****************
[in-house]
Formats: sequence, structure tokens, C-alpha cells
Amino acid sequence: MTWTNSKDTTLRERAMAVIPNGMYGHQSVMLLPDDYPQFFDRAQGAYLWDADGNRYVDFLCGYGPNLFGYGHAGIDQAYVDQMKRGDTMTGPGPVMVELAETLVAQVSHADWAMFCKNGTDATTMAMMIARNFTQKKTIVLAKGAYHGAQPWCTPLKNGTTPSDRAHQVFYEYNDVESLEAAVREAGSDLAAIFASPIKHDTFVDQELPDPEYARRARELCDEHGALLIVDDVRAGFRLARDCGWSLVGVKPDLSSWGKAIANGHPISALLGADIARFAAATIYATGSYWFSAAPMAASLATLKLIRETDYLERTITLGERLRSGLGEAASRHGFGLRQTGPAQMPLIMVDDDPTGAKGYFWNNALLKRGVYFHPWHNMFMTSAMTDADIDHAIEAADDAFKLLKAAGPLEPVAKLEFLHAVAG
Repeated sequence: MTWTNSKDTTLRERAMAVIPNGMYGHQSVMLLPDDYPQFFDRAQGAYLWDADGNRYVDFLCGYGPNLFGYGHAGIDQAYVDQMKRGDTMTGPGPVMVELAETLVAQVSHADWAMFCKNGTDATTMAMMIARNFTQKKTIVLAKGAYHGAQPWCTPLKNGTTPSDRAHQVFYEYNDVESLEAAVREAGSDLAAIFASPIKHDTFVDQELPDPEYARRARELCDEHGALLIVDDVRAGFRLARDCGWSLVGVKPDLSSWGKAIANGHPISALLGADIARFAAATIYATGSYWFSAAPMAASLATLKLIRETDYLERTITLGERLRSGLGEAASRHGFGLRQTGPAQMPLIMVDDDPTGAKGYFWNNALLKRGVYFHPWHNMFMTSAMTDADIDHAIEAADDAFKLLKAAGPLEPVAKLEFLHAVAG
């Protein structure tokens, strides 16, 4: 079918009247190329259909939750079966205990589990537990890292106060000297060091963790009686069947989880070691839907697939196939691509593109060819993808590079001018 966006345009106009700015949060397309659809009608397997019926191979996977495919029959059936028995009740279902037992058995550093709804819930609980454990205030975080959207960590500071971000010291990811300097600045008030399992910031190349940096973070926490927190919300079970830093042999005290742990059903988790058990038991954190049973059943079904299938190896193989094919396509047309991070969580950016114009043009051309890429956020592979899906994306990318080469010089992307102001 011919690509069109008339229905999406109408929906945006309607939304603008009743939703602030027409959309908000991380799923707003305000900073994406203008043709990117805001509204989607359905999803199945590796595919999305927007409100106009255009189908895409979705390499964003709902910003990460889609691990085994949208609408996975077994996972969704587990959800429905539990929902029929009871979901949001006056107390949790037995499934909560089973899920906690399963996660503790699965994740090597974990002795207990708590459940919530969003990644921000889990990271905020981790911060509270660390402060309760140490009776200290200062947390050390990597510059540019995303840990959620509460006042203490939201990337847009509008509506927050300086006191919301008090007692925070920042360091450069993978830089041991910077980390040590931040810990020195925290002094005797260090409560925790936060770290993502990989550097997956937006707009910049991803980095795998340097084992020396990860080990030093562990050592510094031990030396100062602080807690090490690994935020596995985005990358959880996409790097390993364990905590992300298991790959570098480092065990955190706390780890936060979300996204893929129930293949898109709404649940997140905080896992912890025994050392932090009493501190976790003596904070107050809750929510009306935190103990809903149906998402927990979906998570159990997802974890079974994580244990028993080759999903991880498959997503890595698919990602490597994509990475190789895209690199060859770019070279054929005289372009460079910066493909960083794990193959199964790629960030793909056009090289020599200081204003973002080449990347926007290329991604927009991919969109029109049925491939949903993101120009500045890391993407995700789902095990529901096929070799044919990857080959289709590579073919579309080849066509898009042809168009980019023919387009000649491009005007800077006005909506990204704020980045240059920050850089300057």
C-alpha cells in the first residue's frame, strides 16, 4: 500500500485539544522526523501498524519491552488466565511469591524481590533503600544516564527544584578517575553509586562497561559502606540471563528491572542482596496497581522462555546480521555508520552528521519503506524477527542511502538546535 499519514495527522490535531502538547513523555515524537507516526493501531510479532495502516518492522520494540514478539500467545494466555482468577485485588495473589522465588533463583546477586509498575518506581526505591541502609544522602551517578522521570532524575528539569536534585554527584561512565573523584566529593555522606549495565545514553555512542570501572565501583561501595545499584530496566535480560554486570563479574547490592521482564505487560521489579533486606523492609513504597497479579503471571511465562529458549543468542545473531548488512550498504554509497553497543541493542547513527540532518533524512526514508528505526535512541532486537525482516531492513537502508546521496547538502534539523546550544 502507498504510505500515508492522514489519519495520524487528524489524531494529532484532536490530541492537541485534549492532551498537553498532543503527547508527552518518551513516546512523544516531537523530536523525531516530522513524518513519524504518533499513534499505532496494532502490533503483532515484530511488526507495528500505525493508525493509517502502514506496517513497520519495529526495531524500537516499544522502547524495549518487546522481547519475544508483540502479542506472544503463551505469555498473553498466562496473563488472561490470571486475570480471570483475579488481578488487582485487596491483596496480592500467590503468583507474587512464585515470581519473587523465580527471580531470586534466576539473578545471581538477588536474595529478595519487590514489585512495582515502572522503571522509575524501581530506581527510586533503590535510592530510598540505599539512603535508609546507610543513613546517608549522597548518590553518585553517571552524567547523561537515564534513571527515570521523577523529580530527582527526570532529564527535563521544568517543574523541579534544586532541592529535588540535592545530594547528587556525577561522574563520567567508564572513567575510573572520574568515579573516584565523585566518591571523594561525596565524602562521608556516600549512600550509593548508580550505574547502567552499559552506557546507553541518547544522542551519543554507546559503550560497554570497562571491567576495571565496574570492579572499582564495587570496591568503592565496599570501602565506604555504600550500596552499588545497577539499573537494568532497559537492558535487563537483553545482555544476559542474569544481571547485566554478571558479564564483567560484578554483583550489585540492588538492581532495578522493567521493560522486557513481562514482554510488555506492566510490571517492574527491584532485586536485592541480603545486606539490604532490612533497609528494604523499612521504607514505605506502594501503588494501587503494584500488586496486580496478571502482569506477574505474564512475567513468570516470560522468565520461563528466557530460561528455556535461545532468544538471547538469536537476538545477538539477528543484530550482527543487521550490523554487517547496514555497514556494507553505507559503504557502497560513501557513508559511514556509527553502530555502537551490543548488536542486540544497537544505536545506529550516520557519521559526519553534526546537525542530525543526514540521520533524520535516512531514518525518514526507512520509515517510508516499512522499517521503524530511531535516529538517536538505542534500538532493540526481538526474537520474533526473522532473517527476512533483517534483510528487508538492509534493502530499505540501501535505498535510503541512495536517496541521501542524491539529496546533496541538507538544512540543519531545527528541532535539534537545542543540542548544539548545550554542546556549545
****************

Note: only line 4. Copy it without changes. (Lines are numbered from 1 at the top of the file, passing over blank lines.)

Repeated sequence: MTWTNSKDTTLRERAMAVIPNGMYGHQSVMLLPDDYPQFFDRAQGAYLWDADGNRYVDFLCGYGPNLFGYGHAGIDQAYVDQMKRGDTMTGPGPVMVELAETLVAQVSHADWAMFCKNGTDATTMAMMIARNFTQKKTIVLAKGAYHGAQPWCTPLKNGTTPSDRAHQVFYEYNDVESLEAAVREAGSDLAAIFASPIKHDTFVDQELPDPEYARRARELCDEHGALLIVDDVRAGFRLARDCGWSLVGVKPDLSSWGKAIANGHPISALLGADIARFAAATIYATGSYWFSAAPMAASLATLKLIRETDYLERTITLGERLRSGLGEAASRHGFGLRQTGPAQMPLIMVDDDPTGAKGYFWNNALLKRGVYFHPWHNMFMTSAMTDADIDHAIEAADDAFKLLKAAGPLEPVAKLEFLHAVAG